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Ship operators balance cost, value of keeping crews plugged in

Jul 28, 2017 01:30 PM
The recently published Crewtoo Seafarers Happiness Index found an overwhelming desire among mariners to have better Internet and Wi-Fi aboard their vessels. “Those at sea crave connectivity, and there were many who hoped it will become mandatory for the sake of keeping their relationships with family, friends and loved ones who are far away,” the authors wrote.

Courtesy Blue Coat Photos

The recently published Crewtoo Seafarers Happiness Index found an overwhelming desire among mariners to have better Internet and Wi-Fi aboard their vessels. “Those at sea crave connectivity, and there were many who hoped it will become mandatory for the sake of keeping their relationships with family, friends and loved ones who are far away,” the authors wrote.

Crew connectivity for mariners, particularly on bluewater vessels, has emerged as an important issue in the “care and feeding” department. At the same time, the growing demand to integrate all aspects of maritime business electronically is putting a new focus on expanding communication capacity, particularly via the Internet.

It need hardly be noted that until the recent past, most mariners expected to be out of touch with the rest of the world while at sea. Aside from whatever recorded programming they brought with them, the only other distraction might have been what came from a shortwave radio. And, while the bridge might have been able to get in touch with other ships or “home,” for the average mariner, not much had changed from the days of Herman Melville.

“When I first went to sea, you sent letters; they would be two weeks old or more when they arrived, so you would number them because they might arrive out of order,” said Capt. Nathan Gandy, commandant of midshipmen at Maine Maritime Academy.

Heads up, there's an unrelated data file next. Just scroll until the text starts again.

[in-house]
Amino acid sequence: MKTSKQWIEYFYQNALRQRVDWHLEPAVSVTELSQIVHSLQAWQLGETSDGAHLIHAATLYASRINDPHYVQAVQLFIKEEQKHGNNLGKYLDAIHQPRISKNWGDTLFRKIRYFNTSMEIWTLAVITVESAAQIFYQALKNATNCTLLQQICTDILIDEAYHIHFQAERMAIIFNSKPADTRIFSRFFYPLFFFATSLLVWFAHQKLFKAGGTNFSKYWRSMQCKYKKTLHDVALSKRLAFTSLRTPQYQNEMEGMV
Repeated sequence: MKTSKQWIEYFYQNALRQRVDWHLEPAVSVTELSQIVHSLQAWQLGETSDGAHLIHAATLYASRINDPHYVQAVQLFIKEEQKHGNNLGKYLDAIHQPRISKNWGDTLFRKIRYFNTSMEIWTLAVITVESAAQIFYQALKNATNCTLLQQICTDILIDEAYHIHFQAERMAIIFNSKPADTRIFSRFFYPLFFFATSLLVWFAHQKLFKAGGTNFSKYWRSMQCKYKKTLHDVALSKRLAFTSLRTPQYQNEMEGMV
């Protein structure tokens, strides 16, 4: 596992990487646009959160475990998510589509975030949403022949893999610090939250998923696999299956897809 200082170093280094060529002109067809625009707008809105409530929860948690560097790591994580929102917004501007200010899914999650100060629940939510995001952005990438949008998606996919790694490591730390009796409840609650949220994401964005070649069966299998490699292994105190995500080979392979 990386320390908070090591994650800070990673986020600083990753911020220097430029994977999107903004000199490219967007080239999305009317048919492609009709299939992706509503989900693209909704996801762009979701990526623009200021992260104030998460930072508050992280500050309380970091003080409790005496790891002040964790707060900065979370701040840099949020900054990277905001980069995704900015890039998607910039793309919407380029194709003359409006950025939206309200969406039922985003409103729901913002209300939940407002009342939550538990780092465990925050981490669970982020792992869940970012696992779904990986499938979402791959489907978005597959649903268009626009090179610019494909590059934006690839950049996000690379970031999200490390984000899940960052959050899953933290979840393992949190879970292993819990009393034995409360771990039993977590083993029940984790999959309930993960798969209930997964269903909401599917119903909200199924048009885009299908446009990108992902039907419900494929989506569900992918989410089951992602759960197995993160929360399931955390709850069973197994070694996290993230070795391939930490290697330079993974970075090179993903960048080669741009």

To go from that to having email at sea was a huge leap, but the bar keeps getting reset. Nowadays, Gandy doesn’t call his daughter — they FaceTime. “Having that kind of access is worth the cost for many of us,” he said.

Maine Maritime Academy’s training ship State of Maine was built in 1990 but has added technology through the years to improve communication for cadets and other crew.

Courtesy Maine Maritime Academy

It’s a new era. Almost every part of the terrestrial world is plugged into a communications backbone that supports landline phones and the Internet as well as mobile and Wi-Fi communications. An entire generation has grown up almost completely connected, and almost everyone else has grown accustomed to plugging in at will. So when mariners have to unplug at sea, it can be disruptive and demoralizing.

The Crewtoo Seafarers Happiness Index, issued last year by United Kingdom-based KVH Media, found an overwhelming desire among mariners to have more or better Internet and Wi-Fi access on board with “decent” speed. Connectivity, or lack thereof, was one of the most persistent complaints and a source of increasing dissatisfaction.